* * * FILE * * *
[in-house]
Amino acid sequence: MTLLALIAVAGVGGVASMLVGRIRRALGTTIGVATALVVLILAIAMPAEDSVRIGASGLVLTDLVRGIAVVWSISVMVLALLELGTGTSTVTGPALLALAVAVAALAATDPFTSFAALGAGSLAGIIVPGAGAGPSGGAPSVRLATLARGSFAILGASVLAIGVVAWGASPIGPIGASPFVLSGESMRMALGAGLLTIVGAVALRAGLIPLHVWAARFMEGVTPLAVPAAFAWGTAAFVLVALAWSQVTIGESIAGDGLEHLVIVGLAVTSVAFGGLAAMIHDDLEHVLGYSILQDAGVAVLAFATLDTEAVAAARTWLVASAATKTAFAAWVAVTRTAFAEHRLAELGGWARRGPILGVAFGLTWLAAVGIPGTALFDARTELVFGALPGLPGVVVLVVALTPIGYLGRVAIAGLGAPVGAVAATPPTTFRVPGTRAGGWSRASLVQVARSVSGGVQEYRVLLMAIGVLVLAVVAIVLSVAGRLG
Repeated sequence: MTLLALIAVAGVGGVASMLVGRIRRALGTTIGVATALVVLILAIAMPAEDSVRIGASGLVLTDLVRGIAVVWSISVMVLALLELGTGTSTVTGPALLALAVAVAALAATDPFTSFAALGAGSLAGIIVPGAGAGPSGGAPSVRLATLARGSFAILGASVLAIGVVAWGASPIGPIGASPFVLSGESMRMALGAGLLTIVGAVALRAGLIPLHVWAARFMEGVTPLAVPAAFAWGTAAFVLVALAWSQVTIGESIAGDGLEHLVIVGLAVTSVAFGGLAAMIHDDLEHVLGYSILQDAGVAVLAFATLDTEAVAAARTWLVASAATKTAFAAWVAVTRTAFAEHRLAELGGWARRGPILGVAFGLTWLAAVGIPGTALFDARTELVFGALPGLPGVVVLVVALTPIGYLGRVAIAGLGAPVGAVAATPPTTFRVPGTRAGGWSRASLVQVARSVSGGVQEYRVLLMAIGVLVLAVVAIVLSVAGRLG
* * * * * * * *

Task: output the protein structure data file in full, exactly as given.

[in-house]
Amino acid sequence: MTLLALIAVAGVGGVASMLVGRIRRALGTTIGVATALVVLILAIAMPAEDSVRIGASGLVLTDLVRGIAVVWSISVMVLALLELGTGTSTVTGPALLALAVAVAALAATDPFTSFAALGAGSLAGIIVPGAGAGPSGGAPSVRLATLARGSFAILGASVLAIGVVAWGASPIGPIGASPFVLSGESMRMALGAGLLTIVGAVALRAGLIPLHVWAARFMEGVTPLAVPAAFAWGTAAFVLVALAWSQVTIGESIAGDGLEHLVIVGLAVTSVAFGGLAAMIHDDLEHVLGYSILQDAGVAVLAFATLDTEAVAAARTWLVASAATKTAFAAWVAVTRTAFAEHRLAELGGWARRGPILGVAFGLTWLAAVGIPGTALFDARTELVFGALPGLPGVVVLVVALTPIGYLGRVAIAGLGAPVGAVAATPPTTFRVPGTRAGGWSRASLVQVARSVSGGVQEYRVLLMAIGVLVLAVVAIVLSVAGRLG
Repeated sequence: MTLLALIAVAGVGGVASMLVGRIRRALGTTIGVATALVVLILAIAMPAEDSVRIGASGLVLTDLVRGIAVVWSISVMVLALLELGTGTSTVTGPALLALAVAVAALAATDPFTSFAALGAGSLAGIIVPGAGAGPSGGAPSVRLATLARGSFAILGASVLAIGVVAWGASPIGPIGASPFVLSGESMRMALGAGLLTIVGAVALRAGLIPLHVWAARFMEGVTPLAVPAAFAWGTAAFVLVALAWSQVTIGESIAGDGLEHLVIVGLAVTSVAFGGLAAMIHDDLEHVLGYSILQDAGVAVLAFATLDTEAVAAARTWLVASAATKTAFAAWVAVTRTAFAEHRLAELGGWARRGPILGVAFGLTWLAAVGIPGTALFDARTELVFGALPGLPGVVVLVVALTPIGYLGRVAIAGLGAPVGAVAATPPTTFRVPGTRAGGWSRASLVQVARSVSGGVQEYRVLLMAIGVLVLAVVAIVLSVAGRLG